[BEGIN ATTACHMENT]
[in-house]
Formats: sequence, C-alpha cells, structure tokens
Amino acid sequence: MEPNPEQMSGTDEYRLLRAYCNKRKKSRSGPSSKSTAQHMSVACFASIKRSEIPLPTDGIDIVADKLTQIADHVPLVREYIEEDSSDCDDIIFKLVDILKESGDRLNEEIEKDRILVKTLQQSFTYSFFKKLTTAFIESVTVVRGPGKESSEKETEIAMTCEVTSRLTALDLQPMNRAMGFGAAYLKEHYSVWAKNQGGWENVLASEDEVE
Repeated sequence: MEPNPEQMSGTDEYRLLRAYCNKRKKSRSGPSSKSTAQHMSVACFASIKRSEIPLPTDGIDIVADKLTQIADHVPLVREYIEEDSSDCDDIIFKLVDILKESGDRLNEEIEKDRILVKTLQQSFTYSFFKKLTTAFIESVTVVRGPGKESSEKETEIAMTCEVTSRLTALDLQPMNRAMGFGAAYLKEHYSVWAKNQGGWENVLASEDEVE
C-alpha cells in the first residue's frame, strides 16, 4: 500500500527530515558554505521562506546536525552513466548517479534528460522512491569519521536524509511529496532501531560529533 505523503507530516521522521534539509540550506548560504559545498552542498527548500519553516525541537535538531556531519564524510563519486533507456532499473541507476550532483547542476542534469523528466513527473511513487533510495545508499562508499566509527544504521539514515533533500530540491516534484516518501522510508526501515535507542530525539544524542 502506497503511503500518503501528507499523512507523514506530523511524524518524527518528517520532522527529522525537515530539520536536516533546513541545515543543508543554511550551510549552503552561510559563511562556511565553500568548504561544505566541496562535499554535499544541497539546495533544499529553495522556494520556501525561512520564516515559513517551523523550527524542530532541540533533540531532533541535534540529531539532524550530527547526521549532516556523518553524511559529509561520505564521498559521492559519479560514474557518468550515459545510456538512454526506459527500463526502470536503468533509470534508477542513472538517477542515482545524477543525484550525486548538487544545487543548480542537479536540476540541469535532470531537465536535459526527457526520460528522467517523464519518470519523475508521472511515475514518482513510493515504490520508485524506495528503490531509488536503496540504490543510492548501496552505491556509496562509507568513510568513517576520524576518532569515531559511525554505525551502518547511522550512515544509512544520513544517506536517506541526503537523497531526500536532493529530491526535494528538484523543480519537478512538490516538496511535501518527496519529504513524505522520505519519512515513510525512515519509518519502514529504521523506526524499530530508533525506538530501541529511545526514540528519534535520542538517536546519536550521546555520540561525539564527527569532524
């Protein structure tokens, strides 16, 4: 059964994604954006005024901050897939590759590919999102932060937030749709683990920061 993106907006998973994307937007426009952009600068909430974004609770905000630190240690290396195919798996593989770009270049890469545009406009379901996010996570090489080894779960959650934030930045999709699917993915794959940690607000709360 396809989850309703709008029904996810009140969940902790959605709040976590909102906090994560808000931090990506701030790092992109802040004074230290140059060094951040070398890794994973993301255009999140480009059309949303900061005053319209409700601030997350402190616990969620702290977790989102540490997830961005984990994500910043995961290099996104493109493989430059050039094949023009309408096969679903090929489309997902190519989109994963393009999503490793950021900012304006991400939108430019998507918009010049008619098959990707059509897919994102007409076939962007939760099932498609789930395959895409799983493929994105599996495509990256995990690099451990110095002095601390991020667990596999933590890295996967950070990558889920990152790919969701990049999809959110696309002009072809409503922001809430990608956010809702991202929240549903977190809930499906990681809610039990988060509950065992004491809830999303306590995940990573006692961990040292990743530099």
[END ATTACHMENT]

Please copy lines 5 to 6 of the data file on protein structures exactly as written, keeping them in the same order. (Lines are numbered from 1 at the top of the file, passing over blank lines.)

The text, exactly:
C-alpha cells in the first residue's frame, strides 16, 4: 500500500527530515558554505521562506546536525552513466548517479534528460522512491569519521536524509511529496532501531560529533 505523503507530516521522521534539509540550506548560504559545498552542498527548500519553516525541537535538531556531519564524510563519486533507456532499473541507476550532483547542476542534469523528466513527473511513487533510495545508499562508499566509527544504521539514515533533500530540491516534484516518501522510508526501515535507542530525539544524542 502506497503511503500518503501528507499523512507523514506530523511524524518524527518528517520532522527529522525537515530539520536536516533546513541545515543543508543554511550551510549552503552561510559563511562556511565553500568548504561544505566541496562535499554535499544541497539546495533544499529553495522556494520556501525561512520564516515559513517551523523550527524542530532541540533533540531532533541535534540529531539532524550530527547526521549532516556523518553524511559529509561520505564521498559521492559519479560514474557518468550515459545510456538512454526506459527500463526502470536503468533509470534508477542513472538517477542515482545524477543525484550525486548538487544545487543548480542537479536540476540541469535532470531537465536535459526527457526520460528522467517523464519518470519523475508521472511515475514518482513510493515504490520508485524506495528503490531509488536503496540504490543510492548501496552505491556509496562509507568513510568513517576520524576518532569515531559511525554505525551502518547511522550512515544509512544520513544517506536517506541526503537523497531526500536532493529530491526535494528538484523543480519537478512538490516538496511535501518527496519529504513524505522520505519519512515513510525512515519509518519502514529504521523506526524499530530508533525506538530501541529511545526514540528519534535520542538517536546519536550521546555520540561525539564527527569532524
């Protein structure tokens, strides 16, 4: 059964994604954006005024901050897939590759590919999102932060937030749709683990920061 993106907006998973994307937007426009952009600068909430974004609770905000630190240690290396195919798996593989770009270049890469545009406009379901996010996570090489080894779960959650934030930045999709699917993915794959940690607000709360 396809989850309703709008029904996810009140969940902790959605709040976590909102906090994560808000931090990506701030790092992109802040004074230290140059060094951040070398890794994973993301255009999140480009059309949303900061005053319209409700601030997350402190616990969620702290977790989102540490997830961005984990994500910043995961290099996104493109493989430059050039094949023009309408096969679903090929489309997902190519989109994963393009999503490793950021900012304006991400939108430019998507918009010049008619098959990707059509897919994102007409076939962007939760099932498609789930395959895409799983493929994105599996495509990256995990690099451990110095002095601390991020667990596999933590890295996967950070990558889920990152790919969701990049999809959110696309002009072809409503922001809430990608956010809702991202929240549903977190809930499906990681809610039990988060509950065992004491809830999303306590995940990573006692961990040292990743530099």